Many job search guides fail to offer meaningful insight into landing Product Manager (PM) jobs at startups and growth-stage companies. They tend to over-index on popular interview questions, and while that’s useful to a point, they don’t teach you how to differentiate yourself in an increasingly competitive market.
If you’re a PM wondering how to break into startups and growth-stage companies from the outside, or if you’ve been trying and have struggled to gain traction, read on!
In this article, I share what I learned in my search for PM leader roles (i.e. Director / VP / Head of Product) as a candidate coming from a lengthy PM stint at a large company (8.5 years at Wells Fargo). My advice is relevant for those pursuing IC roles, e.g. Senior / Principal PM.
This isn’t a 101 on resume writing or interviewing. I assume you know the basics. What I highlight are the dynamics of the current environment and what to do and what not to do.
Table of Contents
- Everyone wants to get into Product
- Sharpening your resume
- Finding jobs worth applying for
- Preparing for your interviews
- Nailing the interview
- Negotiating an offer
Everyone wants to get into Product
Product is one of the most influential roles in driving the right customer and business outcomes. In the excellent book Inspired, Marty Cagan of Silicon Valley Product Group writes:
I’ll say right up front that [product leader] is a difficult role, and it is difficult to perform well. Those that do succeed in it make a dramatic difference for their companies. Great product leaders are highly valued and often go on to found their own companies. In fact, some of the best venture capitalists only invest in founders who have already proved themselves as great product leaders.
If you’re seeking a PM role, you’re competing against lots of highly motivated people who are or want to be in the Product game.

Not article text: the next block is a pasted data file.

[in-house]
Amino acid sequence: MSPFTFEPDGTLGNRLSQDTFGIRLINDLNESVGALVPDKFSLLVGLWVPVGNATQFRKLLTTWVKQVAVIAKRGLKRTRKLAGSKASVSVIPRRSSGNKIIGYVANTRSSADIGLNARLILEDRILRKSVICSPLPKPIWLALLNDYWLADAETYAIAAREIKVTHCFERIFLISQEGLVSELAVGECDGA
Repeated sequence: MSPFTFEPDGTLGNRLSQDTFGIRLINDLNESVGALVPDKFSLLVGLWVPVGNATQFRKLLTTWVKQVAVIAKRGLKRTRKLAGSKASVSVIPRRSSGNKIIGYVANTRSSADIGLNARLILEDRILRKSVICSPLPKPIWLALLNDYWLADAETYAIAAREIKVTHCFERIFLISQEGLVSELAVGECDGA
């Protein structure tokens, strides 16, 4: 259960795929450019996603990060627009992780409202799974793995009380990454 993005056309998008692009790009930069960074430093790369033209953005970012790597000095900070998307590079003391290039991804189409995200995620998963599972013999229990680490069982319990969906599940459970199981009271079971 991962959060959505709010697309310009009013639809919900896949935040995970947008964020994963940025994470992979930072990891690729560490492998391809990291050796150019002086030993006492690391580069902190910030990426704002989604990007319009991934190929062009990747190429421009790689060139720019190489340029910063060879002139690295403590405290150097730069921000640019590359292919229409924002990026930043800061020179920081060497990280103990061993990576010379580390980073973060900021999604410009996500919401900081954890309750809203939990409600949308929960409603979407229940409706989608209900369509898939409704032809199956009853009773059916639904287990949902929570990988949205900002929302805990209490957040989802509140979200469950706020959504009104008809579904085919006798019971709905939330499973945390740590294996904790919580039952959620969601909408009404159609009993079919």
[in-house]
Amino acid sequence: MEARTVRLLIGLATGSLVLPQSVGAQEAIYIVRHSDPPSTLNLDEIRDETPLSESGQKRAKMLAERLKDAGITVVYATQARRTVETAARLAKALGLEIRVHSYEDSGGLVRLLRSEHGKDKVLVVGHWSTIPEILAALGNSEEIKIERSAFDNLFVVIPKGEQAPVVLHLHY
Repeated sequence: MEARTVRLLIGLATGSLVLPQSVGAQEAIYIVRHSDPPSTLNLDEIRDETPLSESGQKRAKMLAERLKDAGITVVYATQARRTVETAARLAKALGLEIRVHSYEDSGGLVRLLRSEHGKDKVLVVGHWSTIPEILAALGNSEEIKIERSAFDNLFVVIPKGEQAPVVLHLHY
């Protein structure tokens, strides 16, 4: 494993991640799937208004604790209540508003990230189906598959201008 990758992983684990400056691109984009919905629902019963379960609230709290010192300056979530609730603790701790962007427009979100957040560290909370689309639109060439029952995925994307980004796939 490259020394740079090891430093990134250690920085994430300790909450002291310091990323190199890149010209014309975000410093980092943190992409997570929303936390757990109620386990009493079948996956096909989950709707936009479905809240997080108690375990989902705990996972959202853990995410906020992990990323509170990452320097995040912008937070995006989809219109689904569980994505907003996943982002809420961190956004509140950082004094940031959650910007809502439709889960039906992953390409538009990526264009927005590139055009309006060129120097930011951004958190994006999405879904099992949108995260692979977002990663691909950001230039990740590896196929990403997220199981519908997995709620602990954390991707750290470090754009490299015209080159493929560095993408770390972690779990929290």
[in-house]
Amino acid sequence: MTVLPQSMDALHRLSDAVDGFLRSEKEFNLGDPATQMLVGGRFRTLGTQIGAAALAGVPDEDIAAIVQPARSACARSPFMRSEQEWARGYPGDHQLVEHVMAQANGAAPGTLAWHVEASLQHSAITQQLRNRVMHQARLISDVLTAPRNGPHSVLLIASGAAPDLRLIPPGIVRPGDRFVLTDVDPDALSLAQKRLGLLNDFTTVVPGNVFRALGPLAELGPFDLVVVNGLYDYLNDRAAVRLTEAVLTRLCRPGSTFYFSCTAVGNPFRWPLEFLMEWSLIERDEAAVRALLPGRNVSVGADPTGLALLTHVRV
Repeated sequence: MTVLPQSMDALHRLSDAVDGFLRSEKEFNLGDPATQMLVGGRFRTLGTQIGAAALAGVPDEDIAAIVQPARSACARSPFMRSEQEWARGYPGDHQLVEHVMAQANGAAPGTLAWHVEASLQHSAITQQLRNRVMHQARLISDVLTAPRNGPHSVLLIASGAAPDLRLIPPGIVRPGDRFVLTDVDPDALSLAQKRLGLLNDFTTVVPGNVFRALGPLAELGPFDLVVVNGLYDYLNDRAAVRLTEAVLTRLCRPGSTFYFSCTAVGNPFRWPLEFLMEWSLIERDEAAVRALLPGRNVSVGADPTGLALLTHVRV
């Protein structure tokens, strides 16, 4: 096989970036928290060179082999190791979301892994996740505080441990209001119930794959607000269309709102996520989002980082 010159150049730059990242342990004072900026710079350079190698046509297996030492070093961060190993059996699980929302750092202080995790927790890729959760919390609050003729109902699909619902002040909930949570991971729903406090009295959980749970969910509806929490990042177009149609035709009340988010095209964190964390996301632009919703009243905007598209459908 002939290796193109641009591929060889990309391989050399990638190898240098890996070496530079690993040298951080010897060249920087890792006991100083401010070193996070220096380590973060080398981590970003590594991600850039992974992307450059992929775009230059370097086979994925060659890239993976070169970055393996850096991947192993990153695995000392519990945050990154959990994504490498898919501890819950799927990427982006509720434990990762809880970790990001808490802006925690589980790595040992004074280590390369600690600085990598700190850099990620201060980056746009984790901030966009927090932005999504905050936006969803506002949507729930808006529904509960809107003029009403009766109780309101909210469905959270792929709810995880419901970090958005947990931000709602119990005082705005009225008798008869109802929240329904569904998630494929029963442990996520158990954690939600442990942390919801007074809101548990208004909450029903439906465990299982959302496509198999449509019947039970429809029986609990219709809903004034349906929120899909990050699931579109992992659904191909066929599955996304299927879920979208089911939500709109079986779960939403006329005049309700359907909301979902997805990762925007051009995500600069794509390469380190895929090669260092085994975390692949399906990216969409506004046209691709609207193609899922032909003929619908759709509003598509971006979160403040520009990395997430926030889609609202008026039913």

When job searching, you are the product, and you must convince employers that you are the strongest product/market fit for them. Approach it as you would any problem space as a savvy PM. Research your customer (i.e. the employer), sharpen your value props (i.e. your resume / LinkedIn profile), and hone your messaging (i.e. your responses to expected questions).
If you aren’t willing to put in the work, those who do will outshine you.
Sharpening your resume
Recruiters spend 7.4 seconds on average skimming a resume. It’s critical that the beginning of your resume is so compelling that they want to keep reading. Don’t expect recruiters to read through the weedy details of your resume to discern the fit; you’ve got to connect the dots for them. This is particularly true with the overwhelming volume of applicants in today’s market.
Therefore, there are 2 things a product leader should include at the beginning of a resume:
- A concise, punchy summary
- A list of specialties that matter
The more experience you have, the greater the need for a summary and list of specialties. In your specialties, include those that employers express they are looking for in the job description. E.g. hiring a team of PMs, full lifecycle product management / 0->1, leading cross-functional teams, etc. Obviously, don’t lie; you’ll get exposed at some point and you’re setting yourself up to fail.
One of the biggest barriers that applicants from large companies face is the perception that they’ll sink at a startup or growth-stage company. If your current employer is a large company, your resume has to tell a convincing narrative. You may be competing against PMs from other startups, BigTech (i.e. the FAMGA crew), or well-known disrupters (e.g. Airbnb and Lyft), so you have to make it clear that you can swim and merit consideration.
If you have experience at startups / growth-stage companies that are not well-known, make it obvious. I added “At a 15-person management consultancy” and “At this 30-person startup” in the descriptions of previous employers because interviewers at multiple companies had never heard of them.
If you have no experience at startups, focus on compelling examples of innovation or positive disruption. Here are 2 of my examples at Wells Fargo:
- I was the 1st PM in the company to launch a new customer-facing capability (secure upload) on mobile, tablet, and desktop simultaneously (in 2014) using mobile first design principles. Prior to that, we delivered desktop first then did mobile later, which as we all know now is bass ackwards
- I was on the pointy tip of the spear for Agile adoption & transformation. I was the Product Lead (commonly known as Product Owner) for the company’s 1st Agile pilot team in 2014, and two of my direct reports (Senior PMs) were the POs on early Agile adoptions after that. I was highly sought after for advice and helped shape how we practice Agile across the Digital organization (70+ scrums)